Because (what) we are trying to do here is to benefit remote purchasers and thereby increase the system and also benefit the individual people who are using the Internet. And it's not a matter of focusing on (a company) like Wal-Mart. It's a matter of focusing on the purchaser. And if a purchaser chooses to buy a remote good, from whatever location, then we are trying to benefit the working men and women of the country and individuals of the country who deserve an opportunity to engage in commerce with the least possible tax burden.
Because the Internet at this point is skewed toward higher income people, aren't you essentially giving a tax break for the wealthy?
Leavitt and others are pushing to simplify the state sales tax systems to decrease the burden on sellers. What do you think of those efforts?
As a practical matter, it's extremely difficult to put together a system to do something like that without putting such burdens on small entrepreneurs that they're not able to comply. And that also goes for the European Union. If the European Union demands that all companies that are going to sell within their marketplace become, essentially, European companies and register, it's OK for a large retailer. They can probably handle those burdens, hire lawyers, meet those regulations and pay those kinds of burdens. But for the small entrepreneur, that is going to be very, very difficult.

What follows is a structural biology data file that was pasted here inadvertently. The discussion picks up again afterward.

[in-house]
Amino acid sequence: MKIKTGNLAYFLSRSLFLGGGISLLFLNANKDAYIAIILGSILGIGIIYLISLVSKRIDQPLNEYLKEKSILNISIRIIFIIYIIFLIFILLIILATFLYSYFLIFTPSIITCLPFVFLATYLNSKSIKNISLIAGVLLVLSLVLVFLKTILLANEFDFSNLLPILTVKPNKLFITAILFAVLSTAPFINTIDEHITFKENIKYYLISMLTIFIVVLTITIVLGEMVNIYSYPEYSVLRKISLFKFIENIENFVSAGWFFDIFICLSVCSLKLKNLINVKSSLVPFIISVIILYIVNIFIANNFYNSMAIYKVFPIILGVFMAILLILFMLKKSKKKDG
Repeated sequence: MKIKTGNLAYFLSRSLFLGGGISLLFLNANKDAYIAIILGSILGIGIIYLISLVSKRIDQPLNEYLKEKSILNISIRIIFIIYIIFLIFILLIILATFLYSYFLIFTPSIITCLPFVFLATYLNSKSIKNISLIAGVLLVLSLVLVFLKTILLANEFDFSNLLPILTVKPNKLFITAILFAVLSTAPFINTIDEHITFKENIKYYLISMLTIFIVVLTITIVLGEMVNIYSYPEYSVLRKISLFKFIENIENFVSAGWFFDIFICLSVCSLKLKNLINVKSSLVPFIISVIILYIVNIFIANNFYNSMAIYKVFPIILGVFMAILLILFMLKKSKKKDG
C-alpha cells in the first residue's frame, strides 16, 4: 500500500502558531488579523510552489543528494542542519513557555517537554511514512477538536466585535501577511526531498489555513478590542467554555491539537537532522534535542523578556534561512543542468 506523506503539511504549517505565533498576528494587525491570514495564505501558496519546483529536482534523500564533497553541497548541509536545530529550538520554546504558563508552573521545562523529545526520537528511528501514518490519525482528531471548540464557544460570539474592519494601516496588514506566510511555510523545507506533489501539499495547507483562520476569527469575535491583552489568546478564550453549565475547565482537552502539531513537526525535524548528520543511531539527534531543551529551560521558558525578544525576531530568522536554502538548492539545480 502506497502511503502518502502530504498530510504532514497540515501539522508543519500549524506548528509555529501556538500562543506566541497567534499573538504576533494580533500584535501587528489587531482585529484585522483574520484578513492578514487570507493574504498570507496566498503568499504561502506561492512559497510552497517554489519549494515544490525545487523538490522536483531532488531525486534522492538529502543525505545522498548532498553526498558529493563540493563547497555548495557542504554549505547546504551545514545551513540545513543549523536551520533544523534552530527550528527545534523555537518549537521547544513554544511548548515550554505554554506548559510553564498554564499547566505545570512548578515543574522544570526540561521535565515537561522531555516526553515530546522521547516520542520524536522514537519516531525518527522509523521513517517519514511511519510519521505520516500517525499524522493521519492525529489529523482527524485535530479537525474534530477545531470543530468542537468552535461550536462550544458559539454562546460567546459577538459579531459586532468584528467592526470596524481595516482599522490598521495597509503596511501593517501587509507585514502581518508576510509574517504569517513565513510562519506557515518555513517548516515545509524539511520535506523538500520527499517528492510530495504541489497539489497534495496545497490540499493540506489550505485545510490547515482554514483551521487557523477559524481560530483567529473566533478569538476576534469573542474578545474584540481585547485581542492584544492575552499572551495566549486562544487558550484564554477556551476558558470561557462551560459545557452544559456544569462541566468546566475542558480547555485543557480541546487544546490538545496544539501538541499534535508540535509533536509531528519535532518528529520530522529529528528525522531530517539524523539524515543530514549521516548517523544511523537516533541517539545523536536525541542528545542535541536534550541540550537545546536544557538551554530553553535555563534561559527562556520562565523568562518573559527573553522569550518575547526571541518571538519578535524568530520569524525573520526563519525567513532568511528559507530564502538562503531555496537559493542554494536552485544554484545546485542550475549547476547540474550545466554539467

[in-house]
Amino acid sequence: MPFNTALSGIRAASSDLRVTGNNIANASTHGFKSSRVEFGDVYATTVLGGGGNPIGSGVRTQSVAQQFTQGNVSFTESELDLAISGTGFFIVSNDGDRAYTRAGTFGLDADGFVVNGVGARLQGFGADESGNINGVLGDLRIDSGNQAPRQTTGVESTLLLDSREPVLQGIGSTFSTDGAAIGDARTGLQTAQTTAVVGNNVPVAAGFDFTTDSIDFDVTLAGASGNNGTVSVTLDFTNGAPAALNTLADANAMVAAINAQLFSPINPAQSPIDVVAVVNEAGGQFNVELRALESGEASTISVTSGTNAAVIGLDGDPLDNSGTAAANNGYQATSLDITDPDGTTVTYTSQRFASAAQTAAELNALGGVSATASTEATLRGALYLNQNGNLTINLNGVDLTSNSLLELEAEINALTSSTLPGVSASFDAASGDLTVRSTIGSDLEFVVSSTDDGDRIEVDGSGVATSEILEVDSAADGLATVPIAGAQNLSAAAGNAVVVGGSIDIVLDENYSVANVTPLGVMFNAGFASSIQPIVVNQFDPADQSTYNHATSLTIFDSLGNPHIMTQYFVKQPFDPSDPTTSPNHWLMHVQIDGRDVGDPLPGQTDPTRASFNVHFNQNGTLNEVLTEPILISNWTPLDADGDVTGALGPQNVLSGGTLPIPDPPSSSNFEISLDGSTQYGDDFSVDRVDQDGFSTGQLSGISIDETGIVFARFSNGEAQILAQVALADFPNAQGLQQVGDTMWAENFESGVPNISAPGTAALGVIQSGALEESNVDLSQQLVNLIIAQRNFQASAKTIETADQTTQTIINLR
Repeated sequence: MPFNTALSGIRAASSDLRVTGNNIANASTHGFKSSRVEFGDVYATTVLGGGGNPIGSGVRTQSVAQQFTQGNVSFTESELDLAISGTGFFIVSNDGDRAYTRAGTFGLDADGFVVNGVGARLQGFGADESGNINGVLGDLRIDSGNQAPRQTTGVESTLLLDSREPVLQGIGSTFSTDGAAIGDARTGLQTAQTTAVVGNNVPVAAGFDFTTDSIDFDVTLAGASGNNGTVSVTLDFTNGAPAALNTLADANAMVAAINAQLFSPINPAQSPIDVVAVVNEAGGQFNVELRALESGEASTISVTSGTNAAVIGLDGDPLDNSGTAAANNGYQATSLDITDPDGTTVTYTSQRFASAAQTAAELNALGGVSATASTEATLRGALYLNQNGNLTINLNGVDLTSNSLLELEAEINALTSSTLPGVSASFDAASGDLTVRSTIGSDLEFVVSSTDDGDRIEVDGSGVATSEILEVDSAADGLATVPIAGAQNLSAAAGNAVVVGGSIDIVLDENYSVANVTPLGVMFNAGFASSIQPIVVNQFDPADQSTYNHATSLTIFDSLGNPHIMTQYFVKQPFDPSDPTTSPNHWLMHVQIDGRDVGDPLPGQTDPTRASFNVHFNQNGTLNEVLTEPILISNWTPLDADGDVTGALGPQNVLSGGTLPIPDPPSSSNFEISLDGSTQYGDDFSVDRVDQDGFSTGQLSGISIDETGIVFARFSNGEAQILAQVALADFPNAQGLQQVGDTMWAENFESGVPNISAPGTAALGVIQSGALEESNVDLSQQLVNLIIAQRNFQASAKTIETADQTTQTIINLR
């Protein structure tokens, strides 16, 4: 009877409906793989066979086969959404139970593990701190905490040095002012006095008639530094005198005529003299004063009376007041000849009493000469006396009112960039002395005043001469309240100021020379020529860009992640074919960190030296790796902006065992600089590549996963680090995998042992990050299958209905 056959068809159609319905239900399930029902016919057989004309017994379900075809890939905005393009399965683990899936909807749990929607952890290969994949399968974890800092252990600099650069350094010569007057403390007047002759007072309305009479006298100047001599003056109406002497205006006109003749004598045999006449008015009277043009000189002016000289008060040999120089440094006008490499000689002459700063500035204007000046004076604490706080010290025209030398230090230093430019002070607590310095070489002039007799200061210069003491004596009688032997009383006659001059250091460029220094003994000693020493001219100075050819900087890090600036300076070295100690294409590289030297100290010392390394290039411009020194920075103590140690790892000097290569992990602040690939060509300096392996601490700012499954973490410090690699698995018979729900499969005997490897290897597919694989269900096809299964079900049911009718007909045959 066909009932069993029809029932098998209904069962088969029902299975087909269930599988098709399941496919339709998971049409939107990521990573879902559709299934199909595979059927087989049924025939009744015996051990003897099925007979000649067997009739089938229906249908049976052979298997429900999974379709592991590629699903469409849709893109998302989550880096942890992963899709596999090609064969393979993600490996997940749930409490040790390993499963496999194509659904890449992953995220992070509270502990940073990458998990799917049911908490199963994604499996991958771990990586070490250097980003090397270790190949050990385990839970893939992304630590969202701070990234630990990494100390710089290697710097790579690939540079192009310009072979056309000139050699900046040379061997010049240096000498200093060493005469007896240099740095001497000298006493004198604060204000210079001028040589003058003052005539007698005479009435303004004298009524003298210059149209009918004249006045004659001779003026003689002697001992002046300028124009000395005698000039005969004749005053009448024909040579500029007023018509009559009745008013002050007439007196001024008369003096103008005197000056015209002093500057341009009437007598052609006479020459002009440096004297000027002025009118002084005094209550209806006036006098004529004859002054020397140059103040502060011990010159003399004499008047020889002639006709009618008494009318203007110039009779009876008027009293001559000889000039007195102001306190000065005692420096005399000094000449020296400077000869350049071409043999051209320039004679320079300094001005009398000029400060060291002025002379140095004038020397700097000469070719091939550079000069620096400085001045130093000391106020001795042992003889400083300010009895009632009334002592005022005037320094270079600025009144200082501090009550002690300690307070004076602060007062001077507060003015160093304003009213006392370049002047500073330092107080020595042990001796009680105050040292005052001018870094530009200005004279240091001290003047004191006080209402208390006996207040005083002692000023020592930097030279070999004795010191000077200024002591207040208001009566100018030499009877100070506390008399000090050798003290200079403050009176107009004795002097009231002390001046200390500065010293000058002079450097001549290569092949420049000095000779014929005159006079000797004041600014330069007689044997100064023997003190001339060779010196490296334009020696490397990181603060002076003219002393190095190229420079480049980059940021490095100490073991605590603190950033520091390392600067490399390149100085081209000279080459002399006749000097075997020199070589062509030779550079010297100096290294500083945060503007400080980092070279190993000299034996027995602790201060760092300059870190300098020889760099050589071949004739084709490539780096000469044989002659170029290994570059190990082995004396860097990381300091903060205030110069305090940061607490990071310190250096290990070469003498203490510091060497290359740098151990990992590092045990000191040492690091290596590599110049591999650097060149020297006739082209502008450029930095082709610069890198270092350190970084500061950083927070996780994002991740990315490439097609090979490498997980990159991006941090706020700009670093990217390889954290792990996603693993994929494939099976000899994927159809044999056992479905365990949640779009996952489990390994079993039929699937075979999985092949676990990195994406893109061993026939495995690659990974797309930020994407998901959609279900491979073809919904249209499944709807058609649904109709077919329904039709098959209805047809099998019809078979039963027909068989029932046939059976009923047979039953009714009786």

Even within the confines of the United States and its market, the small entrepreneurs (are) going to have a terrific burden that is going to be placed upon them as they try to comply. And that's not good. We want to use the Internet...to increase entrepreneurship and increase the opportunities for small-business (owners).
Many companies say they have produced software to calculate sales taxes nationwide, easing the burden for online sellers. Why not count on a technological fix to this problem?
I don't think that any real software has been (shown) to work. When you're dealing with different sovereign entities defining products in different ways, changing the rules almost on a daily basis and having entirely different taxing philosophies based upon their sovereign entity, then the software company is dealing with an unmanageable situation that changes every day. The bottom line is that it hasn't been demonstrated yet that you can technically do it.
Even if you could technically do it, you're still discussing placing a burden on individual working men and women who are trying to use the Internet who are suffering the detriments of doing online purchasing and yet, at the same time, being also asked to pay the same kind of tax that they would pay when in a much more convenient retail setting.
Gov. Leavitt argues that by banning taxes on items such as e-commerce or the Internet you're forcing states to charge higher taxes on items that are
It's an oversimplification to suggest that somehow some philosophical decision ought to be passed that says there should be the maximum possible taxation or the maximum possible ways of taxing. That's a rather breathtaking statement to make.
Virginia is the home of a number of high-tech companies, including America Online. To what extent is your outspokenness on the Internet taxation issue an advocacy on behalf of these companies?
It is not in any way an advocacy on behalf of any of these companies and I don't think anybody could point to anything like that. The policies that I am suggesting here are good for the entire 50 states and more importantly than that, good for the citizens of all 50 states. Because my emphasis is not on individual businesses. They're not paying the tax. The people of the United States are paying the tax.